The Secret Chef of Gosier 


Above: Imen Epaminondas at work at her restaurant, YaKeen (All photos by CJ)

By Alexander Britell

GOSIER, GUADELOUPE — There was a church service across the street.

It was nighttime in Gosier, the market bubbling, the aroma of punch coco winding through the air.

We sat on a couple of stools, front row seats to the pink and white culinary workshop of Imen Epaminondas.

She didn’t start here, in the kitchen with the smoke and the oil.

In her previous life, the Tunisian native was an economics professor. But as with all great things, it was not as it had begun.


Above: the Friday market in Gosier

And three years ago she came here to Guadeloupe in the Caribbean, two and a half years later opening YaKeen, the laboratory where she combines her classical French training with Tunisian spice and French West Indian flavor.

This wasn’t our first stop at YaKeen that day. We had seen her jewel box of a restaurant in the morning, but it was too early to ask for bokit.


Now it was night, though, the hour of the bokit, that quintessentially Guadeloupean dish – a deep fried pocket of dough stuffed with whatever protein your heart desired and a mysterious, vibrant sauce. Wherever you are In this archipelago, you must eat it. And It is one of the great things you will ever eat.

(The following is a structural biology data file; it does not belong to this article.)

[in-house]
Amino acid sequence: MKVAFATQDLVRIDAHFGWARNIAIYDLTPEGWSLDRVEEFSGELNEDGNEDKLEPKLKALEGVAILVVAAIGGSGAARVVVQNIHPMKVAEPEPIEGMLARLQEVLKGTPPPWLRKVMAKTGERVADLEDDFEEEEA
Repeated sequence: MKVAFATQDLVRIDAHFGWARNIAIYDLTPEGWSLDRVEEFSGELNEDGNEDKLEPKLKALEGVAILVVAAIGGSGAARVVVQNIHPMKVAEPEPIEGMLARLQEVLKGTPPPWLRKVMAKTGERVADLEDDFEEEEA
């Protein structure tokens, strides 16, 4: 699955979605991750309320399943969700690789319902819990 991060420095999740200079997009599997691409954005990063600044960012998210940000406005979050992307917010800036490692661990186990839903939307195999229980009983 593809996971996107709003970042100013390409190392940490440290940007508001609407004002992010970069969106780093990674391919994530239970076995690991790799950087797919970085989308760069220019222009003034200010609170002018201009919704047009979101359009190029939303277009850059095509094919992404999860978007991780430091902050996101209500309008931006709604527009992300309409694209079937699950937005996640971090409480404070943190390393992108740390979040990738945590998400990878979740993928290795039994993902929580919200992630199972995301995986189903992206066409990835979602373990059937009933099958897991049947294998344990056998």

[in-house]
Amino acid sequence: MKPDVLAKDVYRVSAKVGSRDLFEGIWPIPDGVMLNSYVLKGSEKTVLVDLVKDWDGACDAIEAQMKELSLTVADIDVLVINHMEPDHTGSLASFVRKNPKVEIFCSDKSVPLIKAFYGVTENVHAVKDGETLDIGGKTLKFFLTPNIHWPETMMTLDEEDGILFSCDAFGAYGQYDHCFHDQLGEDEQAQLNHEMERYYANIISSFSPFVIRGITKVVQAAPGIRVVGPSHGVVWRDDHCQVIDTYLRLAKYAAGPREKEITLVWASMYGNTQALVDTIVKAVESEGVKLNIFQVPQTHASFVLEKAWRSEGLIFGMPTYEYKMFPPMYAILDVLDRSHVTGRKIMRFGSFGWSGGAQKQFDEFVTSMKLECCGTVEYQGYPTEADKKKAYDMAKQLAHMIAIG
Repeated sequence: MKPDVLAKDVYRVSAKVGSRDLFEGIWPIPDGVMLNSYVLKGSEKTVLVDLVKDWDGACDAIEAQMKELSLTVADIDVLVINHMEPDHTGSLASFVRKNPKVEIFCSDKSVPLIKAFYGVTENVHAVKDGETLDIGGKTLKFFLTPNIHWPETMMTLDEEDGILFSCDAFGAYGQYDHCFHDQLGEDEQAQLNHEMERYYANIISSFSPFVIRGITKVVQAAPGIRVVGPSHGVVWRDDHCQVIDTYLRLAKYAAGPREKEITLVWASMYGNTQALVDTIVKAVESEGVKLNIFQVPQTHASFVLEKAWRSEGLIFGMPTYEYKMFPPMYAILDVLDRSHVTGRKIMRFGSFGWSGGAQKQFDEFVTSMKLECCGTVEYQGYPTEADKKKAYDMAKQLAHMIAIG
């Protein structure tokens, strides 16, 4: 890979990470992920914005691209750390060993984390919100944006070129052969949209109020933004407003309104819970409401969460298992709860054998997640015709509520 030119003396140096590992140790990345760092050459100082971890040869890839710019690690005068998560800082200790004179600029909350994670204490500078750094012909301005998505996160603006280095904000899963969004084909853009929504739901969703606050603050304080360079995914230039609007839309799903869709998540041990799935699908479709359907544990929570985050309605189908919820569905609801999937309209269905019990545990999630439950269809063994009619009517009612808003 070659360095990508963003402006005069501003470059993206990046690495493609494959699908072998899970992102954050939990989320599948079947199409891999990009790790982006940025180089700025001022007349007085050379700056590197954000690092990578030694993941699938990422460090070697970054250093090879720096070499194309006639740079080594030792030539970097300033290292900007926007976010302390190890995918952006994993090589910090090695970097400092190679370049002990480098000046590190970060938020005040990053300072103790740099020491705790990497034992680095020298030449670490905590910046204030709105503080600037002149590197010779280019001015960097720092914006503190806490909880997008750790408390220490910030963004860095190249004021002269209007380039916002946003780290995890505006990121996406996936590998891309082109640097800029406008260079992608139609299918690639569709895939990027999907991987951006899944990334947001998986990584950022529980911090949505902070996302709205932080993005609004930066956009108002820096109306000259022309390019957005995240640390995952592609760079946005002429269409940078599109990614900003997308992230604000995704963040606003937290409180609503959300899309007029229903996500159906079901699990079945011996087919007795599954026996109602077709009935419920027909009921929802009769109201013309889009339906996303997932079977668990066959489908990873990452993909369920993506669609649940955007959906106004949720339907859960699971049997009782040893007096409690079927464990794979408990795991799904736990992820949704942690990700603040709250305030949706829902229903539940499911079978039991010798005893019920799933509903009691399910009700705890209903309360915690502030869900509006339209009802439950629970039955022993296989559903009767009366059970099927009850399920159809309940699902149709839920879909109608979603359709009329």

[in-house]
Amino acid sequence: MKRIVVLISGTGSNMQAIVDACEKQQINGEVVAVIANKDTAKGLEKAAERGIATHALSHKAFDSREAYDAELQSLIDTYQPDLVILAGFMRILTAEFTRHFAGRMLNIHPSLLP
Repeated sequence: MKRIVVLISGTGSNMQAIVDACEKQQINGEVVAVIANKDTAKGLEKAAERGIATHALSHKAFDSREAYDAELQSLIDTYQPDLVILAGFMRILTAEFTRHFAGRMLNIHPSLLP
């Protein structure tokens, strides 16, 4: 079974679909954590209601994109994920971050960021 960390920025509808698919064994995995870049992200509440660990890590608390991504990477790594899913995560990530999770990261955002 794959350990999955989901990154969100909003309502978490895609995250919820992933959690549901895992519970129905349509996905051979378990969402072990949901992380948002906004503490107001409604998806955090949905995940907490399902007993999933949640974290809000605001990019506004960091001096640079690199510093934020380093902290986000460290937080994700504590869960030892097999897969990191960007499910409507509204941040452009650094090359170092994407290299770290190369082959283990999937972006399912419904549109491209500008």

Imen’s secret was that her bokits were even better than that.

We ordered two- one of classic Poulet and one of accras, both astonishingly good- perfectly crunchy yet soft dough and a festival of flavors within.


Then we ordered another- one she devised with morue and fried egg and tomato and Tunisian sauce and that was that.

She began to tell us more , more than her bokit had said themselves. Of her story, her French patisserie training, and brought out two samples: a sesame-scented samosa and a cinnamon half moon pastry, flavors of the Magrheb she once called home.


In a tiny box of a restaurant, delicately, elegantly ladling the oil and sizzling the codfish, Imen was a chef of the world, cooking up nations and languages and tastes, some her own, some foreign.

Whatever they were praying for across the street, whatever they were singing about, was surely coming true right here.


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